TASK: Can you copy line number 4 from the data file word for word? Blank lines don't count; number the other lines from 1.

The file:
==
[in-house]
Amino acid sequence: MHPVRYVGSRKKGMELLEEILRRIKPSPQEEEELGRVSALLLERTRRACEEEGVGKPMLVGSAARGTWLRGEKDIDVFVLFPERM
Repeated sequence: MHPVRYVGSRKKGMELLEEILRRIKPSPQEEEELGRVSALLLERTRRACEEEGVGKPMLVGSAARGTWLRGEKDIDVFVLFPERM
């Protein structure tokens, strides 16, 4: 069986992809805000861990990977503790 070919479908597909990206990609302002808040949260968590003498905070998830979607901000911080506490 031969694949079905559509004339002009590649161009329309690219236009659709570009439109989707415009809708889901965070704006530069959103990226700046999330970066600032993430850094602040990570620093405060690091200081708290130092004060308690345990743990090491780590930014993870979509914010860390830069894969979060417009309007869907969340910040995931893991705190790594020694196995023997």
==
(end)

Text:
């Protein structure tokens, strides 16, 4: 069986992809805000861990990977503790 070919479908597909990206990609302002808040949260968590003498905070998830979607901000911080506490 031969694949079905559509004339002009590649161009329309690219236009659709570009439109989707415009809708889901965070704006530069959103990226700046999330970066600032993430850094602040990570620093405060690091200081708290130092004060308690345990743990090491780590930014993870979509914010860390830069894969979060417009309007869907969340910040995931893991705190790594020694196995023997």